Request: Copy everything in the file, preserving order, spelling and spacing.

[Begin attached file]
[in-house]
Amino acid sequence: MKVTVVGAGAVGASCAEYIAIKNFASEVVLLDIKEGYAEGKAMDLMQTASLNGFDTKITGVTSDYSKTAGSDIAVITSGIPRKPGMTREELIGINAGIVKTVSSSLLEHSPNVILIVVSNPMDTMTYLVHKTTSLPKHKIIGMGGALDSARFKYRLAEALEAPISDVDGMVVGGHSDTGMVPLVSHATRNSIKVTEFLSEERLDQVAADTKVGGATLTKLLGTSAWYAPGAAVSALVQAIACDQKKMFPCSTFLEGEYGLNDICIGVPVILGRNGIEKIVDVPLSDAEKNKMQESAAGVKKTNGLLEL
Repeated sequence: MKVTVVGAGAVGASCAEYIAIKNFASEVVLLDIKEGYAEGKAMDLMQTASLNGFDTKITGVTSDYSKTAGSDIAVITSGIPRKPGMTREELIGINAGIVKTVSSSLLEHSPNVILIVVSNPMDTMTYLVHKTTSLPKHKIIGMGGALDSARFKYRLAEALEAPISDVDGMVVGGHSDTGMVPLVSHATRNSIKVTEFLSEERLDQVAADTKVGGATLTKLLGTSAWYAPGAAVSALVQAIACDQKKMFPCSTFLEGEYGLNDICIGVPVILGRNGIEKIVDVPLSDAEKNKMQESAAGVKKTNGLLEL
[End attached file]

[in-house]
Amino acid sequence: MKVTVVGAGAVGASCAEYIAIKNFASEVVLLDIKEGYAEGKAMDLMQTASLNGFDTKITGVTSDYSKTAGSDIAVITSGIPRKPGMTREELIGINAGIVKTVSSSLLEHSPNVILIVVSNPMDTMTYLVHKTTSLPKHKIIGMGGALDSARFKYRLAEALEAPISDVDGMVVGGHSDTGMVPLVSHATRNSIKVTEFLSEERLDQVAADTKVGGATLTKLLGTSAWYAPGAAVSALVQAIACDQKKMFPCSTFLEGEYGLNDICIGVPVILGRNGIEKIVDVPLSDAEKNKMQESAAGVKKTNGLLEL
Repeated sequence: MKVTVVGAGAVGASCAEYIAIKNFASEVVLLDIKEGYAEGKAMDLMQTASLNGFDTKITGVTSDYSKTAGSDIAVITSGIPRKPGMTREELIGINAGIVKTVSSSLLEHSPNVILIVVSNPMDTMTYLVHKTTSLPKHKIIGMGGALDSARFKYRLAEALEAPISDVDGMVVGGHSDTGMVPLVSHATRNSIKVTEFLSEERLDQVAADTKVGGATLTKLLGTSAWYAPGAAVSALVQAIACDQKKMFPCSTFLEGEYGLNDICIGVPVILGRNGIEKIVDVPLSDAEKNKMQESAAGVKKTNGLLEL